It should be self-evident that we can never fully capture in human words the divine reality.
Whatever we say about God falls short. The human mind and the words we formulate to capture truth are too small to embrace the Supreme Being.
Whatever we say about God we say by way of analogy. For this reason human beings use a variety of literary forms to speak about God. The Sacred Scriptures use poetry, song, folklore, myth, history, Gospel, letters, etc. to express what we perceive to be the truth.
The Bible is the result of our Jewish ancestors' struggle to understand their experience of divinity. Consequently we employ a variety of traditions and theologies to organize the complexity and superority of God.
The first chapter of Genesis emphasizes the transcendence of God; the second chapter presents God's immanence. Is God above and beyond us? Or is God truly with us? The answer to both questions is "Yes." God is transcendent and immanent.
The Bible is trying to express the inexpressible, often by formulating or borrowing traditions. It is a compilation of these traditions. Sometimes the stories have similar incidents but different characters. Sometimes elements of the stories contradict each other.
If you ask most Bible readers, "Who killed Goliath?" their answer is "David," and they may refer you to 1 Samuel 17 to verify it. Some others may give a different answer, and refer you to 2 Samuel 21:19: "There was another battle with the Philistines in Gob, in which Elhanan, son of Jair from Bethlehem, killed Goliath of Gath..." Two traditions, two heroes.
Acts 9:7 says that those with Paul on the road to Damascus "heard the voice but could see no one," while Acts 22:9, referring to the same incident, says they "saw the light but did not hear the voice." Two traditions, differing details.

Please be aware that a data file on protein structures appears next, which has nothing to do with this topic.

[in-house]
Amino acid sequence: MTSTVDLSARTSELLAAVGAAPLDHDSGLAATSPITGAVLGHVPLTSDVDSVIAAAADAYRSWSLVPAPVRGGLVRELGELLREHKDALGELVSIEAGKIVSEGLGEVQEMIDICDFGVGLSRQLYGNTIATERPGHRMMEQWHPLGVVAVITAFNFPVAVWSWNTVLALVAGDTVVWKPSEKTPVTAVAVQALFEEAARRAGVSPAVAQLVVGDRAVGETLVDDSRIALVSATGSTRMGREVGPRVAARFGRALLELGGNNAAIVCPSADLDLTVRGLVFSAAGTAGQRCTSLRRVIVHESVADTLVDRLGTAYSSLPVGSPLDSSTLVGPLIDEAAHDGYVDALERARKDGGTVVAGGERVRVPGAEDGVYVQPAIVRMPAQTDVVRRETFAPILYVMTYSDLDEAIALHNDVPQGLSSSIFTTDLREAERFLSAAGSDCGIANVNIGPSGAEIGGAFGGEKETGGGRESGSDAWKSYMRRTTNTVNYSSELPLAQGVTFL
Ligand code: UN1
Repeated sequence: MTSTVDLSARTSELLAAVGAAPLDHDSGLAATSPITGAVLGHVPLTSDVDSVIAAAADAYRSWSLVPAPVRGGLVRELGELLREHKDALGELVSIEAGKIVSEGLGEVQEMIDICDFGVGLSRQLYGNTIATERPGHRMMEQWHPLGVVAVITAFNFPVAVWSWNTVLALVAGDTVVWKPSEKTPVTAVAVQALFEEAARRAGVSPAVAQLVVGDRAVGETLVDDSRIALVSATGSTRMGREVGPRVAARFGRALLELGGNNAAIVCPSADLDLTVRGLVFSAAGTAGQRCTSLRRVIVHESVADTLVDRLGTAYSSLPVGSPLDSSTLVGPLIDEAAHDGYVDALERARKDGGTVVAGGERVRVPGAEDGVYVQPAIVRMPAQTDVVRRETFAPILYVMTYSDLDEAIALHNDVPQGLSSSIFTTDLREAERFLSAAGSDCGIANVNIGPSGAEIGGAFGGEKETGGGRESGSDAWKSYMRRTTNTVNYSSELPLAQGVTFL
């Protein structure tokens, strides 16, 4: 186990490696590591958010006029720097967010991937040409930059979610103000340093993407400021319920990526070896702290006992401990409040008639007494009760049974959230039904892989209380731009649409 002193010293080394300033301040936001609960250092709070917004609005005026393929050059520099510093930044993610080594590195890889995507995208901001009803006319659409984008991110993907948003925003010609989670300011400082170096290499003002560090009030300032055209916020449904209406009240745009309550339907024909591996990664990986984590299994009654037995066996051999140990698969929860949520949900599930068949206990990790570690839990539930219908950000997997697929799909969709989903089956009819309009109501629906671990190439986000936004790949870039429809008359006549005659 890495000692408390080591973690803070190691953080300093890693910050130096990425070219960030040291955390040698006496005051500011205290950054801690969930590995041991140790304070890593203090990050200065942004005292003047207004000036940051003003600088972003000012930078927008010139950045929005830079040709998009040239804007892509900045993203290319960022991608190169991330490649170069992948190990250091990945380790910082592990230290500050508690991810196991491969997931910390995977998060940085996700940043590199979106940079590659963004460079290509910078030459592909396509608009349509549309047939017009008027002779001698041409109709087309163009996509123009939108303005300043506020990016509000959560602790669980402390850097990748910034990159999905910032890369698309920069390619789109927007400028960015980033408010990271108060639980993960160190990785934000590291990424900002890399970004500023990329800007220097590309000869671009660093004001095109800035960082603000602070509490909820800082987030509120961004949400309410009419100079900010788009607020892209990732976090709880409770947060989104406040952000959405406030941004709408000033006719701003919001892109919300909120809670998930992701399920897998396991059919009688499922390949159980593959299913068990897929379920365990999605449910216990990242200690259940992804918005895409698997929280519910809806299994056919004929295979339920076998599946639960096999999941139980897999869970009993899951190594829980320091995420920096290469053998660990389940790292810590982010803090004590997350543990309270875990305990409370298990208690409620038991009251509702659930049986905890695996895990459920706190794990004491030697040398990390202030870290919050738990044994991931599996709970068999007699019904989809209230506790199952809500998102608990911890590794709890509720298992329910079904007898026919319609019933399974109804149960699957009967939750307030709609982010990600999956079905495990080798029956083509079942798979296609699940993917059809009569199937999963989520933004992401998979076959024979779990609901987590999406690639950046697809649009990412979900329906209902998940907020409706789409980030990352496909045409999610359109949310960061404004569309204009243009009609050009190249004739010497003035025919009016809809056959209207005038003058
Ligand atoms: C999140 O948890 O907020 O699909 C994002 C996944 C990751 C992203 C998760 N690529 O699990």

These discrepancies do not invalidate the effort to understand and verbalize our perception of God's revelation. They do point, however, to the differing ways we experience God, to the variations in how we express that experience.
Theologians have long held that there is greater accuracy in saying what God is not than in saying what God is. In a sense, everything we say about God borders on heresy.
If we acknowledge that there are variations in the experience and that it is impossible to fully understand and verbalize those experiences, are we to conclude that all our theologizing is in vain and that religion is by its nature unreliable speculation?
No, not at all. Would it make sense to refuse to eat a meal because all the food groups are not represented on the table? No, we will eat what is there. Would it make sense to refuse to have a relationship with some people because we cannot meet and know all people? No, we relate to those we can.
In similar fashion, though we cannot know everything about God, we will not for that reason refuse to know anything about the divine. And we can even allow the probability that others may have an insight or a word that expresses the truth better than we do.
In an earlier age Church leaders argued over how best to express the truth that Jesus is divine. The expression "consubstantial with the Father" was chosen to express Jesus' divinity, but that same expression was understood by some to mean that Jesus and the Father are one and the same. Words sometimes fail us.
John the evangelist faced the challenge of capturing the truth: Jesus said, "I and the Father are one" (Jn 10:30) and "I am leaving the world to go to the Father" (Jn 16:28) ---one in being but distinct.
Despite our deficiencies, it remains possible for us to develop theologies, to reject statements which contradict what we know, to explore better ways of formulating our understanding.
At the same time we must acknowledge that we never fully capture God in human language. Good theologizing always requires a dose of humility.